Rumors about pop star Michael Jackson’s involvement in the development of Sonic the Hedgehog 3 have finally been confirmed.
Sonic’s co-creator, Yuji Naka, finally confirmed that Jackson composed music for the Sega Genesis / Mega Drive classic on Twitter. While discussing changes that were made to game in the new retro compilation Sonic Origins, Naka casually let it slip that Michael Jackson’s original music had been replaced in the new collection. “Does Sonic Origins Sonic 3 have a different song? … Oh my god, the music for Sonic 3 has changed, even though SEGA Official uses Michael Jackson’s music, “Naka wrote.
Rumors have swirled for decades about Michael Jackson’s involvement with the production of Sonic 3. Several developers who worked on the game previously mentioned that the “Beat It” and “Thriller” artist secretly composed several songs from the game, but for whatever reason, both Sega and Yuji Naka previously officially denied that Jackson had any involvement with the game. Some speculation suggested that Jackson’s tracks went unused in the final game, but Naka’s statements seemingly finally confirm that the late musician’s work did make it into the original release of the game. It is unknown why Jackson was previously uncredited for the compositions.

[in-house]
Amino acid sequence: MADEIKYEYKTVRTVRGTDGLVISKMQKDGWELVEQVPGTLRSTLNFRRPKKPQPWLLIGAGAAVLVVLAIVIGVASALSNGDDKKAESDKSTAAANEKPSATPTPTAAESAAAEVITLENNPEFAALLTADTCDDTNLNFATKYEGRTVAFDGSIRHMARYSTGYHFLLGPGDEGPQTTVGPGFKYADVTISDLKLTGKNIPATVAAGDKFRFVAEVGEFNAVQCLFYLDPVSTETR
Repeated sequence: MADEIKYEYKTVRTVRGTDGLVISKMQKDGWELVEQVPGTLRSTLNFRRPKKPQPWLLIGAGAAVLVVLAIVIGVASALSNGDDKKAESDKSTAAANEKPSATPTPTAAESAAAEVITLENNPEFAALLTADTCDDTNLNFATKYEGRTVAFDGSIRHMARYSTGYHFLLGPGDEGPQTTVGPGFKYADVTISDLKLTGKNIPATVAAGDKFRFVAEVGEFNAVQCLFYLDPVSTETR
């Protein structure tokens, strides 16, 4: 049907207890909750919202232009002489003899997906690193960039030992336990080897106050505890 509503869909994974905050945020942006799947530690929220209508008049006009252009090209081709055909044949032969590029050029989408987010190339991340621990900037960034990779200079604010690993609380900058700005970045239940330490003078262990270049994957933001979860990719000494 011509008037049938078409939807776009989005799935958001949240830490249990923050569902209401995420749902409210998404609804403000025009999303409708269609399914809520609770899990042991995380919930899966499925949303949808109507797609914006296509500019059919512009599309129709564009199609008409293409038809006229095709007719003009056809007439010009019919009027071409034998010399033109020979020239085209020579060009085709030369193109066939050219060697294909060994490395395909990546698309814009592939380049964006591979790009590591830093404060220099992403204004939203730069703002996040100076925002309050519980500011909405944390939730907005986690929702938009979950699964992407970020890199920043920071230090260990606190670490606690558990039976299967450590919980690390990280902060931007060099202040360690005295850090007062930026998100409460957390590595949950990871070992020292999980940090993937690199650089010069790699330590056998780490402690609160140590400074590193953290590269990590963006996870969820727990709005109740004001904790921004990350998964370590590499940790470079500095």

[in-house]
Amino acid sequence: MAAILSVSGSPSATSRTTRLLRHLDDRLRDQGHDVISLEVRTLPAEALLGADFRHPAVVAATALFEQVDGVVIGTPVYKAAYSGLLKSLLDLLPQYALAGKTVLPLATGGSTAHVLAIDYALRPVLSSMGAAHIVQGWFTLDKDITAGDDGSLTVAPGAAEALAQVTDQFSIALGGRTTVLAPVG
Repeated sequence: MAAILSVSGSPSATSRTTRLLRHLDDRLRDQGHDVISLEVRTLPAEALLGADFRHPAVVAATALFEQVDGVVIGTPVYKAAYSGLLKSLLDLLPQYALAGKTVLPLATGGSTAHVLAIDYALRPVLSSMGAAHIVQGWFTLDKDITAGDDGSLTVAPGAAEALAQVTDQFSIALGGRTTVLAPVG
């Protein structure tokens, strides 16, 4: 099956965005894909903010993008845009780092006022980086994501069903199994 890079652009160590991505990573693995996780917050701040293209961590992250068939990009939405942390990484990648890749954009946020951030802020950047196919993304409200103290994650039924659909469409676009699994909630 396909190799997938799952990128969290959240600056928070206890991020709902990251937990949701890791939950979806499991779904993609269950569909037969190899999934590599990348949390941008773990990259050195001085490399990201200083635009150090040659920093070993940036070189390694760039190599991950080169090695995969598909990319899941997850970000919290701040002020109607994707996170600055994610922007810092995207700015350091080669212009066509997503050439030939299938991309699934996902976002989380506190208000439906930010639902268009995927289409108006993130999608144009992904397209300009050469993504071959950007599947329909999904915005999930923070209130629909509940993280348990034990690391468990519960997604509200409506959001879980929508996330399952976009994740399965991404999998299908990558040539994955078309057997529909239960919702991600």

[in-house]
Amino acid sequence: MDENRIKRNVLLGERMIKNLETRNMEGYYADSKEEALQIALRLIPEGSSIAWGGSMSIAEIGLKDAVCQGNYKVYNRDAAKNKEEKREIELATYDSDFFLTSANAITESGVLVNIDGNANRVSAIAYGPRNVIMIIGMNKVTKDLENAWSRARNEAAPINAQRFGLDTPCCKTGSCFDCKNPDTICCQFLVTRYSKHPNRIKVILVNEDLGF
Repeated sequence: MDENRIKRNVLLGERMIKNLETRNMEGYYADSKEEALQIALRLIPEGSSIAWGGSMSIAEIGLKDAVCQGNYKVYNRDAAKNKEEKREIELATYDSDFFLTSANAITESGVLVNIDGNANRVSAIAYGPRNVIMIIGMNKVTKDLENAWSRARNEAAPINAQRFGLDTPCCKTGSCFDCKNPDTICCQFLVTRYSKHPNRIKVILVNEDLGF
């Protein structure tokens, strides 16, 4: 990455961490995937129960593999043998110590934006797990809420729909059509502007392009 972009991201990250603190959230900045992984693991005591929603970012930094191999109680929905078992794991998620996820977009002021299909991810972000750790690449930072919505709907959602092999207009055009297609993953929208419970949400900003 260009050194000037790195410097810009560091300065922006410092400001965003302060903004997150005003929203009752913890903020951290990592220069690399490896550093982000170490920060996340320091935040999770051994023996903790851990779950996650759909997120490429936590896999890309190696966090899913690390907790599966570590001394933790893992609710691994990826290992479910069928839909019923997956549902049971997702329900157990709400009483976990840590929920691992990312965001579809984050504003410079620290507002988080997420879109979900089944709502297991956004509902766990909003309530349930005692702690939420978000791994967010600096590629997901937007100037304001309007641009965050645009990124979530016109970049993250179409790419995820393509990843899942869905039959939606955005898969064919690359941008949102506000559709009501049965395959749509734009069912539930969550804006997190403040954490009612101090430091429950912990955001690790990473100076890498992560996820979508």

Sonic Originswhich was released on June 23 for the Sony PlayStation 4, Microsoft Xbox One, Xbox Series X | S, Nintendo Switch and Windows PCs, features Sega’s first official re-release of Sonic the Hedgehog 3 in several years. While Sega has made a habit of re-releasing other classic titles in the franchise as frequently as possible, Sonic 3 was mysteriously absent from many of the company other recent retro compilations, which led to speculation that the game could not be re-released due to legal issues surrounding the ownership of Jackson’s music. Sonic Origins appears to confirm this, as several tracks from Sonic 3which were rumored to be the ones composed by the artist, have been replaced with new songs in the collection.
Sonic the Hedgehog 3 was originally released in 1994. Due to time restrictions and limitations on cartridge memory, the game’s content had to be split into two releases. The latter half of Sonic’s first trip to Angel Island was instead released as Sonic and Knuckles, which premiered later that same year in a special “lock-on” cart that could be plugged into Sonic 3 to combine both games into the originally planned adventure that was substantially larger than any of the previous titles in the series. The game is still regarded as one of the best games in the series, and one of the greatest 16-bit platformers ever created.
Sonic’s newest adventure, the open-world Sonic Frontiersis scheduled to be released for all modern platforms later this year.